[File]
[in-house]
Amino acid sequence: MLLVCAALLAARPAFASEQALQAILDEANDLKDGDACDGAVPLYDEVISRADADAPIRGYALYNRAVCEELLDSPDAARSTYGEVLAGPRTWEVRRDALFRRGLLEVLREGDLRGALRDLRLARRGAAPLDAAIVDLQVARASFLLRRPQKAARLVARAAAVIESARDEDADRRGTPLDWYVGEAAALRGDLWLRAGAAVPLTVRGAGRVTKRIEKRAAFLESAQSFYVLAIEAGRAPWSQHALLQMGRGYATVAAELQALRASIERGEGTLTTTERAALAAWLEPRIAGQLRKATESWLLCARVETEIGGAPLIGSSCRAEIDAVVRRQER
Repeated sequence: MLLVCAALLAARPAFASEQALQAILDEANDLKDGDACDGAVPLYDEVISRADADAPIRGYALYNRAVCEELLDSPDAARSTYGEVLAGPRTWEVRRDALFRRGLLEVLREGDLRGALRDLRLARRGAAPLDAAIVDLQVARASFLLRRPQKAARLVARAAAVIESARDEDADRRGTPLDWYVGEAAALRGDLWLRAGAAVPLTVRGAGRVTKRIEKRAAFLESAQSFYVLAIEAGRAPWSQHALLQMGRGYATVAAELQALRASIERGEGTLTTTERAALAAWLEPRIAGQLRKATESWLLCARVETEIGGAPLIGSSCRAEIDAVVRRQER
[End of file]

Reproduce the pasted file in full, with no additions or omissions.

[in-house]
Amino acid sequence: MLLVCAALLAARPAFASEQALQAILDEANDLKDGDACDGAVPLYDEVISRADADAPIRGYALYNRAVCEELLDSPDAARSTYGEVLAGPRTWEVRRDALFRRGLLEVLREGDLRGALRDLRLARRGAAPLDAAIVDLQVARASFLLRRPQKAARLVARAAAVIESARDEDADRRGTPLDWYVGEAAALRGDLWLRAGAAVPLTVRGAGRVTKRIEKRAAFLESAQSFYVLAIEAGRAPWSQHALLQMGRGYATVAAELQALRASIERGEGTLTTTERAALAAWLEPRIAGQLRKATESWLLCARVETEIGGAPLIGSSCRAEIDAVVRRQER
Repeated sequence: MLLVCAALLAARPAFASEQALQAILDEANDLKDGDACDGAVPLYDEVISRADADAPIRGYALYNRAVCEELLDSPDAARSTYGEVLAGPRTWEVRRDALFRRGLLEVLREGDLRGALRDLRLARRGAAPLDAAIVDLQVARASFLLRRPQKAARLVARAAAVIESARDEDADRRGTPLDWYVGEAAALRGDLWLRAGAAVPLTVRGAGRVTKRIEKRAAFLESAQSFYVLAIEAGRAPWSQHALLQMGRGYATVAAELQALRASIERGEGTLTTTERAALAAWLEPRIAGQLRKATESWLLCARVETEIGGAPLIGSSCRAEIDAVVRRQER